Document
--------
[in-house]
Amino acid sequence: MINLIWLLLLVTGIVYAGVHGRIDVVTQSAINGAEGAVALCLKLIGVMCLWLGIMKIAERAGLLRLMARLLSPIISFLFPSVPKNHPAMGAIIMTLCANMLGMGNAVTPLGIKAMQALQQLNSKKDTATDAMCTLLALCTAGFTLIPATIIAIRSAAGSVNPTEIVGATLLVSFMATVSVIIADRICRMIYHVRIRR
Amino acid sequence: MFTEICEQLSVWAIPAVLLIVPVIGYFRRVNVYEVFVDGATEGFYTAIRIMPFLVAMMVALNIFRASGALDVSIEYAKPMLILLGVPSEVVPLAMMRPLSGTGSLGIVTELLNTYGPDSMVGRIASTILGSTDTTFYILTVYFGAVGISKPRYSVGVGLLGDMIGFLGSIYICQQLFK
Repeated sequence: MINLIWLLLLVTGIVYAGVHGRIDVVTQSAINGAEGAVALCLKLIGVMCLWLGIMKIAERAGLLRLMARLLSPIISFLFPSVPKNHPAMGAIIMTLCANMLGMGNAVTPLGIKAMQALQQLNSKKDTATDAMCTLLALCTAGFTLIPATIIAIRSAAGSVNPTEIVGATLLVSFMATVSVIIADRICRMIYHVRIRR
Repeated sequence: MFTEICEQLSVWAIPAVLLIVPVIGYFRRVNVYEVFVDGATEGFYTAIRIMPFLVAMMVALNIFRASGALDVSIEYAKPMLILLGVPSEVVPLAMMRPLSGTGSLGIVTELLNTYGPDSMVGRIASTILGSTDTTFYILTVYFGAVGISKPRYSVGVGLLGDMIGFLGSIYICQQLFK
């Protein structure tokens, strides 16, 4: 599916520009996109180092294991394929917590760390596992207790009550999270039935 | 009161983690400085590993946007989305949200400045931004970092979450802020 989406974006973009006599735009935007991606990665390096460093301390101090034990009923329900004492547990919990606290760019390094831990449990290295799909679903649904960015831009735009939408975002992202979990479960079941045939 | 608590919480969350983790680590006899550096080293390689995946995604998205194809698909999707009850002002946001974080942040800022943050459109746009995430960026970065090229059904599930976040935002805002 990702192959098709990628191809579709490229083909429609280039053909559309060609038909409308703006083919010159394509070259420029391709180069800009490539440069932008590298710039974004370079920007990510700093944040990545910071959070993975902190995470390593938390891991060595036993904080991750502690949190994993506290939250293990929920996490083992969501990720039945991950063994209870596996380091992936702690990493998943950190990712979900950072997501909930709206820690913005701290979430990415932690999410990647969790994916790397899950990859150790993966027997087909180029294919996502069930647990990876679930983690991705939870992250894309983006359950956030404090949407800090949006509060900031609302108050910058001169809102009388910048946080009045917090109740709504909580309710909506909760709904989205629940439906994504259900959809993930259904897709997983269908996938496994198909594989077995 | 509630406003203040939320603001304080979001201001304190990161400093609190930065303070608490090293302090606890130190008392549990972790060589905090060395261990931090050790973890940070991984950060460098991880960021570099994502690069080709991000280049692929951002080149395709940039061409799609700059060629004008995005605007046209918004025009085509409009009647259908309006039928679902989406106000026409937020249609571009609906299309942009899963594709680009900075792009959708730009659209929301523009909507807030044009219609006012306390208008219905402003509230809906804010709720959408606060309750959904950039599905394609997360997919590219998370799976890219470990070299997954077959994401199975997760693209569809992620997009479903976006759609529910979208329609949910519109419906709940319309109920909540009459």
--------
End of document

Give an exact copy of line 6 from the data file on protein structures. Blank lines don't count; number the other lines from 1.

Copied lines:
């Protein structure tokens, strides 16, 4: 599916520009996109180092294991394929917590760390596992207790009550999270039935 | 009161983690400085590993946007989305949200400045931004970092979450802020 989406974006973009006599735009935007991606990665390096460093301390101090034990009923329900004492547990919990606290760019390094831990449990290295799909679903649904960015831009735009939408975002992202979990479960079941045939 | 608590919480969350983790680590006899550096080293390689995946995604998205194809698909999707009850002002946001974080942040800022943050459109746009995430960026970065090229059904599930976040935002805002 990702192959098709990628191809579709490229083909429609280039053909559309060609038909409308703006083919010159394509070259420029391709180069800009490539440069932008590298710039974004370079920007990510700093944040990545910071959070993975902190995470390593938390891991060595036993904080991750502690949190994993506290939250293990929920996490083992969501990720039945991950063994209870596996380091992936702690990493998943950190990712979900950072997501909930709206820690913005701290979430990415932690999410990647969790994916790397899950990859150790993966027997087909180029294919996502069930647990990876679930983690991705939870992250894309983006359950956030404090949407800090949006509060900031609302108050910058001169809102009388910048946080009045917090109740709504909580309710909506909760709904989205629940439906994504259900959809993930259904897709997983269908996938496994198909594989077995 | 509630406003203040939320603001304080979001201001304190990161400093609190930065303070608490090293302090606890130190008392549990972790060589905090060395261990931090050790973890940070991984950060460098991880960021570099994502690069080709991000280049692929951002080149395709940039061409799609700059060629004008995005605007046209918004025009085509409009009647259908309006039928679902989406106000026409937020249609571009609906299309942009899963594709680009900075792009959708730009659209929301523009909507807030044009219609006012306390208008219905402003509230809906804010709720959408606060309750959904950039599905394609997360997919590219998370799976890219470990070299997954077959994401199975997760693209569809992620997009479903976006759609529910979208329609949910519109419906709940319309109920909540009459």